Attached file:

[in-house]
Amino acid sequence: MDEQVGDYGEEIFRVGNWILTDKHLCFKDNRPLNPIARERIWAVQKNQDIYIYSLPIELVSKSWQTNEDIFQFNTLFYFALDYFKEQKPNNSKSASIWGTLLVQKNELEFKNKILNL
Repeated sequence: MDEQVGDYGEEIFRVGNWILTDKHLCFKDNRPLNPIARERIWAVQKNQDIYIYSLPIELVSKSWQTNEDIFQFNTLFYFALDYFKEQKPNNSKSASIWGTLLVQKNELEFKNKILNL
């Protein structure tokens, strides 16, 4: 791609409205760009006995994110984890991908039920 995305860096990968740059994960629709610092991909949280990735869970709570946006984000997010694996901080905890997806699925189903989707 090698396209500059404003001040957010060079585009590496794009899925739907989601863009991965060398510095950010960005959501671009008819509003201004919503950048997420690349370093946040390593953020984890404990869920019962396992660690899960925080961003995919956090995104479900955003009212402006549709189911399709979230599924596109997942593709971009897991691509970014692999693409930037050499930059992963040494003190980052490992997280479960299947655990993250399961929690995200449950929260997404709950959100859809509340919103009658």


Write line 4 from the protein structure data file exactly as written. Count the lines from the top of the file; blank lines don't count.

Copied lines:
């Protein structure tokens, strides 16, 4: 791609409205760009006995994110984890991908039920 995305860096990968740059994960629709610092991909949280990735869970709570946006984000997010694996901080905890997806699925189903989707 090698396209500059404003001040957010060079585009590496794009899925739907989601863009991965060398510095950010960005959501671009008819509003201004919503950048997420690349370093946040390593953020984890404990869920019962396992660690899960925080961003995919956090995104479900955003009212402006549709189911399709979230599924596109997942593709971009897991691509970014692999693409930037050499930059992963040494003190980052490992997280479960299947655990993250399961929690995200449950929260997404709950959100859809509340919103009658």